Wonder Woman star Gal Gadot has become embroiled in a row with Israel's Prime Minister Benjamin Netanyahu over the status of the country's Arab minority.
"Love your neighbour as yourself," the Israeli actress said, amid wrangling over the role of Israeli Arab parties in upcoming polls.
Mr Netanyahu caused a stir when he said Israel "was not a state of all its citizens", referring to Arabs who make up 20% of its population.
He cited a "nation-state" law.
The legislation sparked controversy last year.
Arab MPs reacted furiously in July when Israel's parliament approved the legislation, which says Jews have a unique right to national self-determination in the country and puts Hebrew above Arabic as the official language.
On Sunday, Mr Netanyahu responded with an Instagram post of his own that referred to the "nation-state" law.
"Israel is not a state of all its citizens. According to the basic nationality law we passed, Israel is the nation-state of the Jewish people - and only it."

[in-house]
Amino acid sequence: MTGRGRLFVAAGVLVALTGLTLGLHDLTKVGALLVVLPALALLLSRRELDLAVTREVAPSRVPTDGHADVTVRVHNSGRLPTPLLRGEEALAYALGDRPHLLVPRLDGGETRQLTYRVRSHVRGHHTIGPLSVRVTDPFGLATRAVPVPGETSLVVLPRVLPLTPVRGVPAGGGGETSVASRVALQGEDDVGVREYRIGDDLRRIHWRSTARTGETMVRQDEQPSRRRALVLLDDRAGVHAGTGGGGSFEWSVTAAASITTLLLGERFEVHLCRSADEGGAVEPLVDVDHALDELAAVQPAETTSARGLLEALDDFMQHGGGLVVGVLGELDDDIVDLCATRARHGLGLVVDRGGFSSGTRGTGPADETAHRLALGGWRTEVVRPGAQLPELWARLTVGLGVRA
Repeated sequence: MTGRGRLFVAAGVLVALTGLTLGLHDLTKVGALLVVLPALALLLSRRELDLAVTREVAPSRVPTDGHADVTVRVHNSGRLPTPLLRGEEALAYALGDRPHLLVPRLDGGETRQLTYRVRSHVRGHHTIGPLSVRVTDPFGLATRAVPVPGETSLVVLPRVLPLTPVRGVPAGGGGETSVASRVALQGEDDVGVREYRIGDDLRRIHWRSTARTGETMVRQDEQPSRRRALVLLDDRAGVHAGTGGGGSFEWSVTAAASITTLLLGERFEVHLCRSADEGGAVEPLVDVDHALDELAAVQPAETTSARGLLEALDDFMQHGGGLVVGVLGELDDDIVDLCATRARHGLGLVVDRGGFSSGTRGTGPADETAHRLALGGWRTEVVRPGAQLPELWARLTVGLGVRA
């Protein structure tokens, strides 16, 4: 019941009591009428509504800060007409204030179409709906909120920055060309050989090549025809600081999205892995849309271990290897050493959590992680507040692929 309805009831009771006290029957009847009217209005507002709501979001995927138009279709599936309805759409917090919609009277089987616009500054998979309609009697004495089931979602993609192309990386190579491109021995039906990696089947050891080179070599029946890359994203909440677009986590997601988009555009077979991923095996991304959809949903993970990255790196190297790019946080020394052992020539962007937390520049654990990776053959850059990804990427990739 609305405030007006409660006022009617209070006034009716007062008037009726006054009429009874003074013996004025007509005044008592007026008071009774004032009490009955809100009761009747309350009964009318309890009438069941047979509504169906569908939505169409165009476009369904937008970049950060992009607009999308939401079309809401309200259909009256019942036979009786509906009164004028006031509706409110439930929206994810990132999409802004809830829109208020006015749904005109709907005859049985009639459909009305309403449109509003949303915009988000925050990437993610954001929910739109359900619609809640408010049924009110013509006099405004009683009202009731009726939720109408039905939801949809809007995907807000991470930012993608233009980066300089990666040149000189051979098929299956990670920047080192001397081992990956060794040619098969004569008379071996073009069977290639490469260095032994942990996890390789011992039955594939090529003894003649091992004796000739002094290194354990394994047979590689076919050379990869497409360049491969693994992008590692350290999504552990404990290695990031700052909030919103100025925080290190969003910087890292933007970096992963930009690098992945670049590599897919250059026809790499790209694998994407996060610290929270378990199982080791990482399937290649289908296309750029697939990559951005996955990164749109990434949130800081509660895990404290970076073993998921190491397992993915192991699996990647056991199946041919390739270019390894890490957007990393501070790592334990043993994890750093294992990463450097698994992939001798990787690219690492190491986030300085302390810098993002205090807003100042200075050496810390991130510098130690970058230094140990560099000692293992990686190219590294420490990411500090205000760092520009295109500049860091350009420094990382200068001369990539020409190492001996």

"As you wrote, there is no problem with the Arab citizens of Israel. They have equal rights like all of us and the Likud government has invested more in the Arab sector than any other government," he added.
According to AFP news agency, Mr Netanyahu later brought up the issue at a cabinet meeting. He called Israel a "Jewish, democratic state" with equal rights, but the "nation state not of all its citizens but only of the Jewish people".
What did Gal Gadot say?
The Wonder Woman star defended the comments posted by Sela, who is reported to be a close friend.
"This isn't a matter of right or left. Jew or Arab. Secular or religious," she told her 28.3m followers on Instagram.
"It's a matter of dialogue, of dialogue for peace and equality and of our tolerance of one towards the other."
Likud is facing a serious challenge to its re-election hopes with a rival centrist Blue and White alliance, led by ex-military chief Benny Gantz and ex-Finance Minister Yair Lapid, ahead in the polls.
At the last election four years ago, Mr Netanyahu apologised after warning that "right-wing rule is in danger" because "the Arabs are voting in droves".
Israeli Arabs, descendants of the 160,000 Palestinians who remained after the State of Israel was created in 1948, have long complained of being treated as second-class citizens.
They say they face discrimination and worse provision than Israeli Jews when it comes to services such as education, health and housing.